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John Holden Circles in Time album cover
3.93 | 47 ratings | 4 reviews | 17% 5 stars

Excellent addition to any
prog rock music collection

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Studio Album, released in 2021

Songs / Tracks Listing

1. Avalanche (6:18)
2. High Line (6:58)
3. The Secret of Chapel Field (7:36)
4. Dreams of Cadiz (5:17)
5. Circles (5:47)
6. KV62 (19:23)

Total Time 51:19

Line-up / Musicians

- John Holden / guitars, bass, keyboards, orchestration

- Robin Armstrong / bass (5)
- Marc Atkinson / vocals (3)
- Zaid Crowe / guitar (6)
- Oliver Day / acoustic guitars, mandolin (3,4)
- Nick D'Virgilio / drums, handpan (1,2,6)
- Frank Van Essen / violin, viola (2,3)
- Peter Jones / vocals, saxophone (2,6)
- Sally Minnear / vocals (3,5)
- Jean Pageau / vocals (1)
- Eric Potapenko / guitar (1,2)
- That Joe Payne / vocals (6)
- Henry Rogers / drums (4,5)
- Vikram Shankar / piano & keyboards
- Jeremy Irons / narration (6)
- Elizabeth Holden / backing vocals

Releases information

Label: Plane Groovy (Vinyl)
Format: Vinyl, CD, Digital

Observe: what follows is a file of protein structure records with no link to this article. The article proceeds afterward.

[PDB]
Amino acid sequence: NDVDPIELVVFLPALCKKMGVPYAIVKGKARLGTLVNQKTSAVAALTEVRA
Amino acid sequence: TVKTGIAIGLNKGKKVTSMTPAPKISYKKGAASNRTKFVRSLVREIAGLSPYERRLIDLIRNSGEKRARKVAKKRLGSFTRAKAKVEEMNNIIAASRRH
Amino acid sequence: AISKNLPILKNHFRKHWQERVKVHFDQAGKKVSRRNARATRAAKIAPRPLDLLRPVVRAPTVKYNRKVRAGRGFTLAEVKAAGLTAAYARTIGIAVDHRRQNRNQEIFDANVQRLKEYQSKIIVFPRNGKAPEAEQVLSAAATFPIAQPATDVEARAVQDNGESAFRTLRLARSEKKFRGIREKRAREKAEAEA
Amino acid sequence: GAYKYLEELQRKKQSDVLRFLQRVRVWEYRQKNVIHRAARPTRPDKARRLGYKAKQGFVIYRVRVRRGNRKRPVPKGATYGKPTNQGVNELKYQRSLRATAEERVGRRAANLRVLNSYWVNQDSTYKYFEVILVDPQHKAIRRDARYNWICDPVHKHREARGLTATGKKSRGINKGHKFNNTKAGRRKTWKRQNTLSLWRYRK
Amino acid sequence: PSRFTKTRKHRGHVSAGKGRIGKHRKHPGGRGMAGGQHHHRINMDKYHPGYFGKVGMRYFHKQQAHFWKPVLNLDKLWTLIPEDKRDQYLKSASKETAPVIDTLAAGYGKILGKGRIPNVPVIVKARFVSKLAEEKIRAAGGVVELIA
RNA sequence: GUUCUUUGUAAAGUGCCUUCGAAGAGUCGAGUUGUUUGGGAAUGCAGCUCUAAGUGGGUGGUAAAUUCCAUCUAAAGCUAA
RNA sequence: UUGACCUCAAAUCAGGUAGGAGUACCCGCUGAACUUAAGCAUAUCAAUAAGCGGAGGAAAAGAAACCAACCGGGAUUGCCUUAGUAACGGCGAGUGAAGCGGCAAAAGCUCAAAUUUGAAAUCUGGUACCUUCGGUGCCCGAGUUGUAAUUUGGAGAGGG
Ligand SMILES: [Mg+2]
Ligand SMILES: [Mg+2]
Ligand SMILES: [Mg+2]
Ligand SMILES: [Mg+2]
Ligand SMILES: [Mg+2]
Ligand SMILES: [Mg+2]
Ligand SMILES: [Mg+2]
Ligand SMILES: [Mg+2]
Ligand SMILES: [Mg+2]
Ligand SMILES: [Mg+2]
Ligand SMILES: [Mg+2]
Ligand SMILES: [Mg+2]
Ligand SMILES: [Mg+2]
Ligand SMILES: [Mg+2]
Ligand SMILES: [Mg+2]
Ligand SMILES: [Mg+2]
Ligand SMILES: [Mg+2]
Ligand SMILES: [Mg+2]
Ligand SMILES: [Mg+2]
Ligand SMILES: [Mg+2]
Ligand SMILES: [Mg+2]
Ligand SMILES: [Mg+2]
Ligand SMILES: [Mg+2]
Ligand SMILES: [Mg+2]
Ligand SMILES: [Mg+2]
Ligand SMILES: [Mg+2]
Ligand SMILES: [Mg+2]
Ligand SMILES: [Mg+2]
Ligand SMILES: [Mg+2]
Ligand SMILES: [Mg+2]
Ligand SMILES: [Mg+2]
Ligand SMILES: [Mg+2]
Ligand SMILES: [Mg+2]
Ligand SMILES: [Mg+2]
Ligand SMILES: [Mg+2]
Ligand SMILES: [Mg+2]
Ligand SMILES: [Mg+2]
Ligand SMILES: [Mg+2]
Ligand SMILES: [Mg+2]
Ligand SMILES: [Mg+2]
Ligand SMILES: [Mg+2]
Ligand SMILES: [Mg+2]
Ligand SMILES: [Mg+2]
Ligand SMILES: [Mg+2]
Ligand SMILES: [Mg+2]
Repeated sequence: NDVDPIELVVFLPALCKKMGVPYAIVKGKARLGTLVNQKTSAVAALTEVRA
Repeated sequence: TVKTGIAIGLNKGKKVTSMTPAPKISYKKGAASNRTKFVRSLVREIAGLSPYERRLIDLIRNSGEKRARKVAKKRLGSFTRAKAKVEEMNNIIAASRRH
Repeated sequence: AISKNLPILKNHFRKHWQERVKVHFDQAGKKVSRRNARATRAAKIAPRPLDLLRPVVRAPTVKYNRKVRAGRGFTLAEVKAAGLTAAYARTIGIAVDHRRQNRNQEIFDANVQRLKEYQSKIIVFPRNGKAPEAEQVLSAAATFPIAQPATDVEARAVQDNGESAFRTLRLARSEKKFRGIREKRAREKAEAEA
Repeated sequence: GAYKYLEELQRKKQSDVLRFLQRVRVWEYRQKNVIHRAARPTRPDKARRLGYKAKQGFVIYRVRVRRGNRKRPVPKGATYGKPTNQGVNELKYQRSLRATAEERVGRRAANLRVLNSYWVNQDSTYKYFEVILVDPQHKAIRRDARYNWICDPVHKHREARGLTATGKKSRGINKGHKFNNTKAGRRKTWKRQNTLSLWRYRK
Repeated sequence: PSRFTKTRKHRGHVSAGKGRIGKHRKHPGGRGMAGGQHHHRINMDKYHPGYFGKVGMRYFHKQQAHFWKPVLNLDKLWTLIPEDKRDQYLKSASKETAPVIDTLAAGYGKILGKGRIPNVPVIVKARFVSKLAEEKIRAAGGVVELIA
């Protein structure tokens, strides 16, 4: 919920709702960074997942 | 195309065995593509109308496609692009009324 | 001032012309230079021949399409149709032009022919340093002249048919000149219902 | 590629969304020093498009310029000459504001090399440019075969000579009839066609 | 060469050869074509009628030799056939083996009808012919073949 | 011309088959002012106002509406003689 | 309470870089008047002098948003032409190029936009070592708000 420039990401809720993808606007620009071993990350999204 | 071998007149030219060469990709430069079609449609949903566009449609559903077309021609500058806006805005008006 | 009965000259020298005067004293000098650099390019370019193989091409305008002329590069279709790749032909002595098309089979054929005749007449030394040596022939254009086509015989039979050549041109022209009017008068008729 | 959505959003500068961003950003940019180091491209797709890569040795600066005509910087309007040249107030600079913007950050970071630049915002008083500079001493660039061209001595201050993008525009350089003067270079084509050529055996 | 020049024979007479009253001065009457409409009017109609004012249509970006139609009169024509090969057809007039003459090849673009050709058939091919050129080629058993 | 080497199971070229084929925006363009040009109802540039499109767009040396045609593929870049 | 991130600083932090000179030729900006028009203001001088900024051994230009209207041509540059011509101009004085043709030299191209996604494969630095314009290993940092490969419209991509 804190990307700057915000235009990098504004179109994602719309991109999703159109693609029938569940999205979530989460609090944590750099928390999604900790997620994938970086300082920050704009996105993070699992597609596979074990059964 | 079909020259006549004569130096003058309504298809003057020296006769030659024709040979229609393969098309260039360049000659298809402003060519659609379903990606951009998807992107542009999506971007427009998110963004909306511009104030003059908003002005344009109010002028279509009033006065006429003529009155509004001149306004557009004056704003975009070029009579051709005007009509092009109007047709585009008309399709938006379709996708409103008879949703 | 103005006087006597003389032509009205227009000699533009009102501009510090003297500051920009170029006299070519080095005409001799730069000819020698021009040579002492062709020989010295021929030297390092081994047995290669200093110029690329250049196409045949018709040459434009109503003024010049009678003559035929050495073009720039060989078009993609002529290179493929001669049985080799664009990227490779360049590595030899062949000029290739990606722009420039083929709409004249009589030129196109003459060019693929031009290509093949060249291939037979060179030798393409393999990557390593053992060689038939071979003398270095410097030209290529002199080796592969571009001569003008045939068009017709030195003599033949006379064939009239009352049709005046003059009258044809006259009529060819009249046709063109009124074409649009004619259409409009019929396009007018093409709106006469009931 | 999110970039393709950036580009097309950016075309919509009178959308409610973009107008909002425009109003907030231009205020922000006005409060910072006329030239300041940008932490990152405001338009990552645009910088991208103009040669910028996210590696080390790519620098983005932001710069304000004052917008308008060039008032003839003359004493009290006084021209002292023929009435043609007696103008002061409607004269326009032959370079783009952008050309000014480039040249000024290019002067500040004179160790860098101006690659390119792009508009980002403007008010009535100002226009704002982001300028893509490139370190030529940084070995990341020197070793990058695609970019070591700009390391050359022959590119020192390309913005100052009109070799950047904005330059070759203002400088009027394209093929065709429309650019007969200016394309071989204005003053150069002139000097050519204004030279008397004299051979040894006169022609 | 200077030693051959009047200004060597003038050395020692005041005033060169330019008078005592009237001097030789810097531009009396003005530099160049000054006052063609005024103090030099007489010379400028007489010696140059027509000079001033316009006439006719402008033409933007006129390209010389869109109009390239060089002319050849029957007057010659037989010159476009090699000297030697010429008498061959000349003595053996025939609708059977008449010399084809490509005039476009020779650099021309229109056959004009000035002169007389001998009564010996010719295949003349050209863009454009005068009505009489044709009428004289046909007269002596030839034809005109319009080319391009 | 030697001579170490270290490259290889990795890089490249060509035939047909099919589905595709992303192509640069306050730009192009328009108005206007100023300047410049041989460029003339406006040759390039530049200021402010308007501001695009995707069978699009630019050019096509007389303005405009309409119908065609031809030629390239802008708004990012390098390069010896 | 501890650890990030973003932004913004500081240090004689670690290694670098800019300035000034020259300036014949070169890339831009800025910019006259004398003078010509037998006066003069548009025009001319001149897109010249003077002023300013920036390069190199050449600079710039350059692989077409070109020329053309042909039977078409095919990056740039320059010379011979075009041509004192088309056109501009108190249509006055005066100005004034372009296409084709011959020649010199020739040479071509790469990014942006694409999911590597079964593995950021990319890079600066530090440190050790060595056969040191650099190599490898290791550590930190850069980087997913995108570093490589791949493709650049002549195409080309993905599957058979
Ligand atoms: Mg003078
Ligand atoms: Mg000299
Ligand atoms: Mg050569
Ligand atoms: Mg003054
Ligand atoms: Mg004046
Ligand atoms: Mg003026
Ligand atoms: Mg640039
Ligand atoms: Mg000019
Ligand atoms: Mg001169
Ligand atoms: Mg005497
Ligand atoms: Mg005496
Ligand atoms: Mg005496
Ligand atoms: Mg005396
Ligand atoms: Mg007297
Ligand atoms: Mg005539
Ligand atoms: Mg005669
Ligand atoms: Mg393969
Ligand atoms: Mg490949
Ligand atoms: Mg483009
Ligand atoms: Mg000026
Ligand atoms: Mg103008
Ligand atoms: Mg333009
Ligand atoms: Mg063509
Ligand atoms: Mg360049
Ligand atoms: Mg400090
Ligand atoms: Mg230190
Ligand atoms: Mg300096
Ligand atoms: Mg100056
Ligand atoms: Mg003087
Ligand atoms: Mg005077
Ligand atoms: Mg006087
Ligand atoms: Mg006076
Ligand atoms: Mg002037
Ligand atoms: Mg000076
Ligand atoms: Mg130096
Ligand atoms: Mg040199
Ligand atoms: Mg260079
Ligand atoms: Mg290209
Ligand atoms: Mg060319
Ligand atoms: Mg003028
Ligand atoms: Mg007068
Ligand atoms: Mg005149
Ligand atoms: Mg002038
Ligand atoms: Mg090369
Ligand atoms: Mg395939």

March 26, 2021

Thanks to mbzr48 for the addition
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JOHN HOLDEN Circles in Time ratings distribution

(47 ratings)
Essential: a masterpiece of progressive rock music(17%)
Excellent addition to any prog rock music collection(28%)
Good, but non-essential (41%)
Collectors/fans only (11%)
Poor. Only for completionists (2%)

JOHN HOLDEN Circles in Time reviews

Showing all collaborators reviews and last reviews preview | Show all reviews/ratings

Collaborators/Experts Reviews

Review by BrufordFreak
COLLABORATOR Honorary Collaborator
3 stars I am always excited to see a new John Holden project; his compositions and productions are almost unparalleled in terms of quality and scholarly sincerity.

1. "Avalanche" (6:18) a very polished, professional YES/Neo Prog opening with some amazing drumming (thanks, Nick D'Virgilio!) and awesome guitar play lead into a very theatric Jean Pageau (MYSTERY) vocal set within a very stage-appropriate soundscape. In the fourth minute we get a little keyboard-centered interlude before returning to main vocal themes, but the at 4:25 we're off into another, more serious, instrumental passage. Nice soli all around from LA session guitarist Eric "Potz" Potapenko and John's keys. My favorite song on the album. (9/10)

2. "High Line" (6:58) led by an excellent, emotional vocal by prog journeyman and devotee, Peter Jones (Progzilla, The Colin Tench Project, Red Bazaar, Barock Project, Tiger Moth Tales, Cyan, Camel, etc.) A solid song; my second top three song. (13/15)